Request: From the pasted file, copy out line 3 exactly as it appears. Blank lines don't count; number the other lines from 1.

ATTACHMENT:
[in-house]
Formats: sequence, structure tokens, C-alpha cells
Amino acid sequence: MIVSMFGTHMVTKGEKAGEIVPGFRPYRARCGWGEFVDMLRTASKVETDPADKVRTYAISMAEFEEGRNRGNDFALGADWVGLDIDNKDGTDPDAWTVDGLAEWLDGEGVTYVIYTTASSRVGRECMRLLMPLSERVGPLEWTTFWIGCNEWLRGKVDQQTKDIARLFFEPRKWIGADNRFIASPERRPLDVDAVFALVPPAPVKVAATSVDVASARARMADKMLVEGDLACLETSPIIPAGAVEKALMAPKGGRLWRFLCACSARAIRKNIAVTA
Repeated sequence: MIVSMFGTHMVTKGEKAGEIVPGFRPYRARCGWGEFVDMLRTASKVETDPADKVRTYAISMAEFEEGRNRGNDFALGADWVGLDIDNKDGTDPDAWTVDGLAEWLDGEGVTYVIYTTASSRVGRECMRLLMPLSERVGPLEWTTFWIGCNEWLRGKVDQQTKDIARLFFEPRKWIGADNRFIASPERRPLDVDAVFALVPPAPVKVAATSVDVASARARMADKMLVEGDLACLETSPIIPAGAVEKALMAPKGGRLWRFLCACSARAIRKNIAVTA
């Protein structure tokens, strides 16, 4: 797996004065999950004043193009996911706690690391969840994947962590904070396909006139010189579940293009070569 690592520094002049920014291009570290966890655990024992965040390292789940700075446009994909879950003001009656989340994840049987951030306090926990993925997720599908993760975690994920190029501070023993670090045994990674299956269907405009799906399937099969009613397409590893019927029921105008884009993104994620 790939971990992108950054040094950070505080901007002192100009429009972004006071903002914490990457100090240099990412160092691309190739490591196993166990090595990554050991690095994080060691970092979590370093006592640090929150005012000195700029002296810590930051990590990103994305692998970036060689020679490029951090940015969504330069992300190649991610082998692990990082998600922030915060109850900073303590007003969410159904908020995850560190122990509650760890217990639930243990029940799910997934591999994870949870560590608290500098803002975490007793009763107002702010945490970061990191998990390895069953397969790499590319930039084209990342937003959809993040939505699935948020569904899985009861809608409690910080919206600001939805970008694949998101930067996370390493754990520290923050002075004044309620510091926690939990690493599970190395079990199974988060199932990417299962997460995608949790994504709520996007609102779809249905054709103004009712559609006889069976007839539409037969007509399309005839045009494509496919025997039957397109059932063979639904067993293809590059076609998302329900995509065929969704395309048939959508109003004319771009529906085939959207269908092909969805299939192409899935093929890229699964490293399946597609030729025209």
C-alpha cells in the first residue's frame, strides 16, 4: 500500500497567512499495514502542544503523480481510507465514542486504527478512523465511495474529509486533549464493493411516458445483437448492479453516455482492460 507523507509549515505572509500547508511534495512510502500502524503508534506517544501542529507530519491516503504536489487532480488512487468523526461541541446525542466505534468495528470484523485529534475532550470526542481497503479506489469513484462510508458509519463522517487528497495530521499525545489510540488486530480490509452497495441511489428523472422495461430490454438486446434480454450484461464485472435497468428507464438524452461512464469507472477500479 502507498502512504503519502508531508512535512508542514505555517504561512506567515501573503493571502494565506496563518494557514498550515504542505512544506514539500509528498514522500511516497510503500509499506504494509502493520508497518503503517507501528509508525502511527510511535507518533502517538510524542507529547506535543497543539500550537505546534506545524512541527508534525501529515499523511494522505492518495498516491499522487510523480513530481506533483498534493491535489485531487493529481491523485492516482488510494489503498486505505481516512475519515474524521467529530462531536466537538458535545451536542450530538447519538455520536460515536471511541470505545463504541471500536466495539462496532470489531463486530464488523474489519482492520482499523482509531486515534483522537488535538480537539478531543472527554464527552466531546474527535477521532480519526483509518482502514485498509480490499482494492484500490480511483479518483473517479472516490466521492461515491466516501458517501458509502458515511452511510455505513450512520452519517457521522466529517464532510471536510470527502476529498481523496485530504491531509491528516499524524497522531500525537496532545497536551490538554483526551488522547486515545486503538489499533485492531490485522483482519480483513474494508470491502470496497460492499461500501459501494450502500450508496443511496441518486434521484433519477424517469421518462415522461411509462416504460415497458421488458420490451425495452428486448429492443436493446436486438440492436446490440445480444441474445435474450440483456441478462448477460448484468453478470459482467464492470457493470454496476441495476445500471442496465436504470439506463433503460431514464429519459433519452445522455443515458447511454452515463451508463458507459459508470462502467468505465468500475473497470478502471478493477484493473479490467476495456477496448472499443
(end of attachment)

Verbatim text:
Amino acid sequence: MIVSMFGTHMVTKGEKAGEIVPGFRPYRARCGWGEFVDMLRTASKVETDPADKVRTYAISMAEFEEGRNRGNDFALGADWVGLDIDNKDGTDPDAWTVDGLAEWLDGEGVTYVIYTTASSRVGRECMRLLMPLSERVGPLEWTTFWIGCNEWLRGKVDQQTKDIARLFFEPRKWIGADNRFIASPERRPLDVDAVFALVPPAPVKVAATSVDVASARARMADKMLVEGDLACLETSPIIPAGAVEKALMAPKGGRLWRFLCACSARAIRKNIAVTA